Abstract

The idea of sculpture with no visible contact with the earth, hovering in space without the usual vertical and horizontal orientation, arose in contemporary art practice during the postwar decades, amid the Cold War race for space. In Milan, Paris, Düsseldorf and New York, an array of floating art projects were attempted both inside—and outside—the art gallery. These artistic experiments offered a counterpoint to the first satellites and manned spacecraft, using simple technologies including magnets and balloons to address complex aesthetic issues raised by the outer-space environment and, in particular, the zero-gravity field. By the late 1960s, free-floating “aerial” and “pneumatic” art had become an international trend, reflecting a new conception of art’s meaning during a time of cultural and technological change.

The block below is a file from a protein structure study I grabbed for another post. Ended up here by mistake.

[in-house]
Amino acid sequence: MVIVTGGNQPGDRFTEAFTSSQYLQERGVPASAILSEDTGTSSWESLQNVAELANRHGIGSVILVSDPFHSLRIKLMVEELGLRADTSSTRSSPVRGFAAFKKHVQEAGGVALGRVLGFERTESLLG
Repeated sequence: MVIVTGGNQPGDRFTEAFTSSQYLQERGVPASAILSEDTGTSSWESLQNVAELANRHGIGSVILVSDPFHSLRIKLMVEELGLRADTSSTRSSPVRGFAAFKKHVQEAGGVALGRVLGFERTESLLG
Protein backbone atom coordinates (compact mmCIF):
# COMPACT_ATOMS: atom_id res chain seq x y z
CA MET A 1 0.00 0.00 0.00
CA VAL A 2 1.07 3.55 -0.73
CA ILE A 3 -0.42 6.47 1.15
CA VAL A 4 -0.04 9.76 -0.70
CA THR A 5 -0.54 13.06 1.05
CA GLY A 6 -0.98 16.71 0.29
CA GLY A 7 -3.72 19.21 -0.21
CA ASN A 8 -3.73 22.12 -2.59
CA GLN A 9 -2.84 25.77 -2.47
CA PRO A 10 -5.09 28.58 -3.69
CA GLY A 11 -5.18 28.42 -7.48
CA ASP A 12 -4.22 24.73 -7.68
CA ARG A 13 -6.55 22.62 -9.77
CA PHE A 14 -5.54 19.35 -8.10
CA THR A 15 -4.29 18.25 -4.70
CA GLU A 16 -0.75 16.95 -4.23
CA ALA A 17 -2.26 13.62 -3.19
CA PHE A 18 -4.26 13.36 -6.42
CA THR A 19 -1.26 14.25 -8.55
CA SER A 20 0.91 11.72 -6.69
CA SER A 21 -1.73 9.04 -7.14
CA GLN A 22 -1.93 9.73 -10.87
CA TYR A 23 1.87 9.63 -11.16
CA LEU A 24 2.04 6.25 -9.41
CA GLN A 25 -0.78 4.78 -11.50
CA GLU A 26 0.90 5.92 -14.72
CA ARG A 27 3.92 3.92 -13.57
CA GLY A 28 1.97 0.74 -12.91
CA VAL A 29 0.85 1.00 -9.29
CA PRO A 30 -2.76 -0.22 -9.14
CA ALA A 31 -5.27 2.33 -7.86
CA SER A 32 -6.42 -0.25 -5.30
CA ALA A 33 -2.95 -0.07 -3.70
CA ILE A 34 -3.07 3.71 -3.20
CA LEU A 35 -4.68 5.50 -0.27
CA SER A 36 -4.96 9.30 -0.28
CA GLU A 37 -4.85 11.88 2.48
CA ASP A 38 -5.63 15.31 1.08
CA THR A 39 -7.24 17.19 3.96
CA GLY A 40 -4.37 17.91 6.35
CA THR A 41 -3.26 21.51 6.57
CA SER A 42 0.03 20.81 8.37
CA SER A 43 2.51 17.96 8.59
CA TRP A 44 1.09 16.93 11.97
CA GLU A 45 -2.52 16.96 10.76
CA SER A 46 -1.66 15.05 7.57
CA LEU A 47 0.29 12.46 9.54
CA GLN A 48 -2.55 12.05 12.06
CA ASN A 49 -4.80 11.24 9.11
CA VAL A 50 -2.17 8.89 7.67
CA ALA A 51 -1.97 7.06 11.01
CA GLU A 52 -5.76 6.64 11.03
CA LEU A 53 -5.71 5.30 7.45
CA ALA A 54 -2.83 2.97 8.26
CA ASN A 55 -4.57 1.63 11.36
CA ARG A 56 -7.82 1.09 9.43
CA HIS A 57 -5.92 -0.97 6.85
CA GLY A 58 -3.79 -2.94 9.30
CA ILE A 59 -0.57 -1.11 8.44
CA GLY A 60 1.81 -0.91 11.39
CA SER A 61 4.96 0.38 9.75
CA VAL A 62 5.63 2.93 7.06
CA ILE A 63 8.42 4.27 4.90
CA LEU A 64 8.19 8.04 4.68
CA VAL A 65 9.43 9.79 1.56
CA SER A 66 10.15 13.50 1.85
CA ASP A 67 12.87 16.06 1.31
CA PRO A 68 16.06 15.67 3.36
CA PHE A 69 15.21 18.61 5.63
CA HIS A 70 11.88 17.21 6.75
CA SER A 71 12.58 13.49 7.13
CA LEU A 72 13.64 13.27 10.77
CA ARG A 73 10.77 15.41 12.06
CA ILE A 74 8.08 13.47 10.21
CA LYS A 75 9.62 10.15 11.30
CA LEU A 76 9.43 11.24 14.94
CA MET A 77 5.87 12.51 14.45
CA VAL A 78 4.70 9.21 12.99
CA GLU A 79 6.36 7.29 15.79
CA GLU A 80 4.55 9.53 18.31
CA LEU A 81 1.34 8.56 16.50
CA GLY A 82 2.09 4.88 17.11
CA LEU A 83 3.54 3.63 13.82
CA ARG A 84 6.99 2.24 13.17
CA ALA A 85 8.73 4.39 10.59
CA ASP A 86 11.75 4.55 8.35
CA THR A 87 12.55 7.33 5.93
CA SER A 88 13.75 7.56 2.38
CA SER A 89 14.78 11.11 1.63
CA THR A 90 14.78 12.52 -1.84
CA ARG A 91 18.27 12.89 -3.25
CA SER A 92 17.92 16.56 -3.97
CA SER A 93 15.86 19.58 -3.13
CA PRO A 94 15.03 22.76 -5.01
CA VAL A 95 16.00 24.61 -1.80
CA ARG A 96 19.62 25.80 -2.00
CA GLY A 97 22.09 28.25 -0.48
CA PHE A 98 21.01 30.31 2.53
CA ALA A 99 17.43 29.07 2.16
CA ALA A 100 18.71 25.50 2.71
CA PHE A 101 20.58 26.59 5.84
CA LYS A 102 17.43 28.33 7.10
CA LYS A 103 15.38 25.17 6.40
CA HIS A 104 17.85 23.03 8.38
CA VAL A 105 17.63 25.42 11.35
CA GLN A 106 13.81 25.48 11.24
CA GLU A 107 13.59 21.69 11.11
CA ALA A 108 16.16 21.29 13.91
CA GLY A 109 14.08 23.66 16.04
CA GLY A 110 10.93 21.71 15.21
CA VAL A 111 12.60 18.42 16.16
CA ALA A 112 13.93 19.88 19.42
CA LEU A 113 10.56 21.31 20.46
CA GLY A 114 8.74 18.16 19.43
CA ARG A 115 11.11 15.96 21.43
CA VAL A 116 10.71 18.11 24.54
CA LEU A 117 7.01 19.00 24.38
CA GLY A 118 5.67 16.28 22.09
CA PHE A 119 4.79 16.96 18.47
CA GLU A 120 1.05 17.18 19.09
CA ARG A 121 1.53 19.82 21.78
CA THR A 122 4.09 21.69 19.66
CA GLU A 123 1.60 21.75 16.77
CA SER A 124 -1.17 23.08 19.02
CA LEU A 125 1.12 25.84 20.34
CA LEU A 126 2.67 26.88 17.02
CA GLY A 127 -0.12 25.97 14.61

This content is only available as a PDF.